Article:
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Filed under: Entertaining Kids at Camp, Family Camping, Tent Campgrounds, The RVs We Drive

Why My RV of Choice is Not an RV

September 22, 2011 by · 9 Comments 


The Revelations & Denials of a Happy Tent Camper…

With an entire week devoted to our bloggers’ “RVs of Choice” I felt the need to represent tent campers just like me across North America, who faithfully read the Woodall’s Camping Blog enjoying posts about camp-cooking, unique things to do, and tips for not killing your kids on road trips.  See, there is a misnomer amongst RVers that tent campers are in a deeply jealous state of their luxurious RV accommodations, while in fact that often isn’t the case at all. (The truth is, is tent campers are only a little jealous, and slightly more so during winter months.)

Catalina tent camping

Our littlest camper in 2011

RVers and tent campers are cut out of the same cloth. In fact, how many of you RVers enjoyed tent camping for years before finally deciding that even the air mattress on the ground isn’t going to provide your grown-up bones with enough comfort to continue on in a tent?  At Woodall’s we enjoy reading the annual reader survey results for the question, how long have you camped? And find hundreds of answers that are similar – we tent camped 30 years, and bought our first RV 8 years ago.  There are amazing similarities between tent and RV campers – both groups love the great outdoors, enjoy the impulsive freedom of being able to pick up and go on a whim, and welcome the gratification that comes with meeting people who are part of the open, authentic camping community.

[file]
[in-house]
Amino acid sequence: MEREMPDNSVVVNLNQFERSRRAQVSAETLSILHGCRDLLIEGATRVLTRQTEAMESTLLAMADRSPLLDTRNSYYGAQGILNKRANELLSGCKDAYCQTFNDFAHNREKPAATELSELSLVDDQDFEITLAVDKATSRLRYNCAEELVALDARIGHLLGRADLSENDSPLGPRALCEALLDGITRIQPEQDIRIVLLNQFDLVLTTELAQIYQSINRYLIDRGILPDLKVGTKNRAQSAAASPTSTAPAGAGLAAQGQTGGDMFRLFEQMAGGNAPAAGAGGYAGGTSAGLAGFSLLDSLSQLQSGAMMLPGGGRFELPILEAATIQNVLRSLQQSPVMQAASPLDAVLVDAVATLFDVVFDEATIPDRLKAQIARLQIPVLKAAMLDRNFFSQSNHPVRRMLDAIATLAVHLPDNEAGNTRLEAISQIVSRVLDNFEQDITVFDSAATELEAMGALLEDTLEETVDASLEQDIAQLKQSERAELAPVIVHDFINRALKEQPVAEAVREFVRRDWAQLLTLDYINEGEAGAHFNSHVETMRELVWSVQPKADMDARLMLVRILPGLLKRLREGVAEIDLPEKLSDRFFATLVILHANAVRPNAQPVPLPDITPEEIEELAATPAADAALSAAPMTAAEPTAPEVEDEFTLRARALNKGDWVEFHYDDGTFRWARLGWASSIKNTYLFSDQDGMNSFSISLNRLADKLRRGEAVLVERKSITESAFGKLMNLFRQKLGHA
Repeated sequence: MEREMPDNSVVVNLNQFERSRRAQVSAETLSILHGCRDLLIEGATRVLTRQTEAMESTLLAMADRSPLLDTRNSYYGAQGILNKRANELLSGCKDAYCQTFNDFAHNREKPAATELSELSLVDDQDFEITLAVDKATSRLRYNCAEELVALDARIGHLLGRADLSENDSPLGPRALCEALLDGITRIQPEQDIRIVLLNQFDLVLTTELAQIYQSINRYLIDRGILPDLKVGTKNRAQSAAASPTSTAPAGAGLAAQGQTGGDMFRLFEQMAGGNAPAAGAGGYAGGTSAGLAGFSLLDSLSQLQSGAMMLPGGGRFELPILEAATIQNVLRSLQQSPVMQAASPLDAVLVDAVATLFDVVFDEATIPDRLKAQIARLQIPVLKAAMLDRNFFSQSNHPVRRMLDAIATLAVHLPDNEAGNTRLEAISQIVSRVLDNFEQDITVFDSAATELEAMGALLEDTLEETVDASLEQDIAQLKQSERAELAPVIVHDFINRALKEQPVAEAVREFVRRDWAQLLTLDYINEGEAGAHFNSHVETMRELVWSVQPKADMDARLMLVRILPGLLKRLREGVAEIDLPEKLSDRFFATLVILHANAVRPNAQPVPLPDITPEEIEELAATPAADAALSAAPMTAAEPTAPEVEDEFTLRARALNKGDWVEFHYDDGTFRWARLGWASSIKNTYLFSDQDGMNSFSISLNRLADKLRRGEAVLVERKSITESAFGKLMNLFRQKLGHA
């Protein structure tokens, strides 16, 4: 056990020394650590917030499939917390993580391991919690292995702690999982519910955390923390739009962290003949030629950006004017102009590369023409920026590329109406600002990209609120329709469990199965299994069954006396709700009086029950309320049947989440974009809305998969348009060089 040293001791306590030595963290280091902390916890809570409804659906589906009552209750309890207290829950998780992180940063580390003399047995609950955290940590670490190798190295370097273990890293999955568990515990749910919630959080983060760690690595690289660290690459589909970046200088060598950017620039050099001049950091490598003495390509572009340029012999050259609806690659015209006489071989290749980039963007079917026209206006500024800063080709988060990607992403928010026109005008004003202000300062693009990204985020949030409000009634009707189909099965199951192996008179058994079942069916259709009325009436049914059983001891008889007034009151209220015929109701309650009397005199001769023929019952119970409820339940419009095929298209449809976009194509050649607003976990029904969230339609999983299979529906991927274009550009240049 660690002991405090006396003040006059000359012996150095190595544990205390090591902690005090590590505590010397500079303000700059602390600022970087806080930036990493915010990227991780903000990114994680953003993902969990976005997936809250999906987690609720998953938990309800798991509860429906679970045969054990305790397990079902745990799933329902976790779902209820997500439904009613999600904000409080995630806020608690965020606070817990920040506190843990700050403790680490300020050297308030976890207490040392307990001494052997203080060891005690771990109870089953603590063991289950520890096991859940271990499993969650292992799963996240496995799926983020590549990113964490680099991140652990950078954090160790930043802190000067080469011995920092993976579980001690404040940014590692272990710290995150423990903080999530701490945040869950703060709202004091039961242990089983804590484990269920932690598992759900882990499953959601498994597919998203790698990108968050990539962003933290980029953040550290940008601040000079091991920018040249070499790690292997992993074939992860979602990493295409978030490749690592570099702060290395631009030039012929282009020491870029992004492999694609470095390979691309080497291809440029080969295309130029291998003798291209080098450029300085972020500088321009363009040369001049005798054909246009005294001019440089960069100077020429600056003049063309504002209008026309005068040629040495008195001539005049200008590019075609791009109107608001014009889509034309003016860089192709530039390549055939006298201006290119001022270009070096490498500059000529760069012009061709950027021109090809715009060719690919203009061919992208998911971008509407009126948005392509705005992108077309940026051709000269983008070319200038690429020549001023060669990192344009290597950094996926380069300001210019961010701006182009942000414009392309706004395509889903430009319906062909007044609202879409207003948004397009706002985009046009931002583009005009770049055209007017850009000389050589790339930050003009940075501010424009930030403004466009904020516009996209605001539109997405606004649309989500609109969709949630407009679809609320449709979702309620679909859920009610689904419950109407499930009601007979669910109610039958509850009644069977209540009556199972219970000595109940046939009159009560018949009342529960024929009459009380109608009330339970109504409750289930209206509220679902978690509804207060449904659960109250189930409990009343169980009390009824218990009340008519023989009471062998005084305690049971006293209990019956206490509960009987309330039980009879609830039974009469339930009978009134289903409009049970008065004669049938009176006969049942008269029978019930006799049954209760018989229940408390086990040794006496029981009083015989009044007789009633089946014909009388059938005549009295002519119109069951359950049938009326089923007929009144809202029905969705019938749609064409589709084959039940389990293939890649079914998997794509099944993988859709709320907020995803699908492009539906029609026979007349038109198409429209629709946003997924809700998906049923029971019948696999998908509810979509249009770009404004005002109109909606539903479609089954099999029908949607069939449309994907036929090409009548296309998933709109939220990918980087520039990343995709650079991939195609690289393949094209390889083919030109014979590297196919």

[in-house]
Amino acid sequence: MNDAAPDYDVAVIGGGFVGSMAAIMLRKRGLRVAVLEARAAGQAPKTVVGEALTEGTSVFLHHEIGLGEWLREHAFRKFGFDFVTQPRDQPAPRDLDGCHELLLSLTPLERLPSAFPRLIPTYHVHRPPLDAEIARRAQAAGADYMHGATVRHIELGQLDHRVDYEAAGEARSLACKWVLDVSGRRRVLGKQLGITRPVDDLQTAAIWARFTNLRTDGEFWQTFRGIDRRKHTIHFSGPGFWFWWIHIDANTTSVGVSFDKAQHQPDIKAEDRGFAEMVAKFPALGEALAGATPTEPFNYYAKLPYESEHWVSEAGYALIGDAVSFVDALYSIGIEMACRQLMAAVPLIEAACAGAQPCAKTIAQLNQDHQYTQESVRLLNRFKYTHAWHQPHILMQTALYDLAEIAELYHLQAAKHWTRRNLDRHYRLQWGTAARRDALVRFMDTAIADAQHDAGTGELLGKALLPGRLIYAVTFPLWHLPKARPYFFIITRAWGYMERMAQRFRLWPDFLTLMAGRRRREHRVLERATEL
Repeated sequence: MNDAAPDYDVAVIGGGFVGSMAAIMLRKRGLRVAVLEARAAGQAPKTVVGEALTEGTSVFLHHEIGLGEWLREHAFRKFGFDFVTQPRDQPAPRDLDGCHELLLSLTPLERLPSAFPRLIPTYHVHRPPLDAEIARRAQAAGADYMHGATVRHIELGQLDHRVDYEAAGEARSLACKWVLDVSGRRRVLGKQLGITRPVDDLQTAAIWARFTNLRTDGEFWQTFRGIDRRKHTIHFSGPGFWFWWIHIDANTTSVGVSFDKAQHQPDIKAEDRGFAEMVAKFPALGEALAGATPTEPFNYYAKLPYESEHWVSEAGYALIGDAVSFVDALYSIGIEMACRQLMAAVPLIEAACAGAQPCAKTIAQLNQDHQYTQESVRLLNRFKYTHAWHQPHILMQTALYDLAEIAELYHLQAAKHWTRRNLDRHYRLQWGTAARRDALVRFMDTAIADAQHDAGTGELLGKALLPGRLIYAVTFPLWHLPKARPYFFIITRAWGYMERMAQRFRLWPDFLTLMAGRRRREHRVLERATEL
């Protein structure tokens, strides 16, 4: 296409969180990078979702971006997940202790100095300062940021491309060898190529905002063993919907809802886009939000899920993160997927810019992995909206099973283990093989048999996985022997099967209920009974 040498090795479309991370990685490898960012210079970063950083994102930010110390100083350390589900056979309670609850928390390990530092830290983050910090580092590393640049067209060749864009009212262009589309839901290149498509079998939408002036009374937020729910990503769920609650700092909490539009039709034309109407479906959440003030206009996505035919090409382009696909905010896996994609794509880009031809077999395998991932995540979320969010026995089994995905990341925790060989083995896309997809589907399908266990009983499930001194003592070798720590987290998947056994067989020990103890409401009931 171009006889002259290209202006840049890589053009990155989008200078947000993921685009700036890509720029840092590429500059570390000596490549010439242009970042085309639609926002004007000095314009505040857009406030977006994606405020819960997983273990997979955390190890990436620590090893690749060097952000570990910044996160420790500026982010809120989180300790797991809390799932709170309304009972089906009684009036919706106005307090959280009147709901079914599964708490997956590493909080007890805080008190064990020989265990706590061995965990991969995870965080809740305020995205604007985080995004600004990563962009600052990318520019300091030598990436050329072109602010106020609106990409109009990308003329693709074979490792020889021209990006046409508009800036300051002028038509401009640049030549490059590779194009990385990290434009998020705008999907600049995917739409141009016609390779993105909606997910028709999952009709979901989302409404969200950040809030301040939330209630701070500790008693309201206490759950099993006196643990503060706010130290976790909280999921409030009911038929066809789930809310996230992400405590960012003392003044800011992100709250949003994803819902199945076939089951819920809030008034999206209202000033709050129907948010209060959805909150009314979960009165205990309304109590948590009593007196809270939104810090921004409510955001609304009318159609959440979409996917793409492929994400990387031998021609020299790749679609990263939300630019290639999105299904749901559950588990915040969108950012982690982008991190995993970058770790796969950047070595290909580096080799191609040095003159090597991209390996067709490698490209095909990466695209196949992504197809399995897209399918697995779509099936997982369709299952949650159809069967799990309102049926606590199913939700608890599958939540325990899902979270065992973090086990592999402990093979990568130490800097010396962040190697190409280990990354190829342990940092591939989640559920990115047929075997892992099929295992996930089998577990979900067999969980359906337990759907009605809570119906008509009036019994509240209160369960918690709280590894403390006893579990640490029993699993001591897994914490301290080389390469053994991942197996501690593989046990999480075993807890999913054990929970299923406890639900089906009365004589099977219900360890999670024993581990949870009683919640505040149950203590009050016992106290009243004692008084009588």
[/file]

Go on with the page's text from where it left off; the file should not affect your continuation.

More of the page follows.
Tenting at the beach

The outdoors really does bring the best out of kids!